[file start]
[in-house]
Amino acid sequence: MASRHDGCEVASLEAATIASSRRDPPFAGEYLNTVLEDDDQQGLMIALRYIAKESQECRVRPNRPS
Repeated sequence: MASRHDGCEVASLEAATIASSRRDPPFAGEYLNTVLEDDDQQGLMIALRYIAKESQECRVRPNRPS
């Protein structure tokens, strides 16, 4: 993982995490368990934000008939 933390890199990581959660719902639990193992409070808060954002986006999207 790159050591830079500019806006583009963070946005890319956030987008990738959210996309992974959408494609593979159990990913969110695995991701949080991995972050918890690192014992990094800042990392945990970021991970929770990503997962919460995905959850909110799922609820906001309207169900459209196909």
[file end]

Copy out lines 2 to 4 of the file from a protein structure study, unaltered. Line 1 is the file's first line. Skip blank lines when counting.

Amino acid sequence: MASRHDGCEVASLEAATIASSRRDPPFAGEYLNTVLEDDDQQGLMIALRYIAKESQECRVRPNRPS
Repeated sequence: MASRHDGCEVASLEAATIASSRRDPPFAGEYLNTVLEDDDQQGLMIALRYIAKESQECRVRPNRPS
């Protein structure tokens, strides 16, 4: 993982995490368990934000008939 933390890199990581959660719902639990193992409070808060954002986006999207 790159050591830079500019806006583009963070946005890319956030987008990738959210996309992974959408494609593979159990990913969110695995991701949080991995972050918890690192014992990094800042990392945990970021991970929770990503997962919460995905959850909110799922609820906001309207169900459209196909």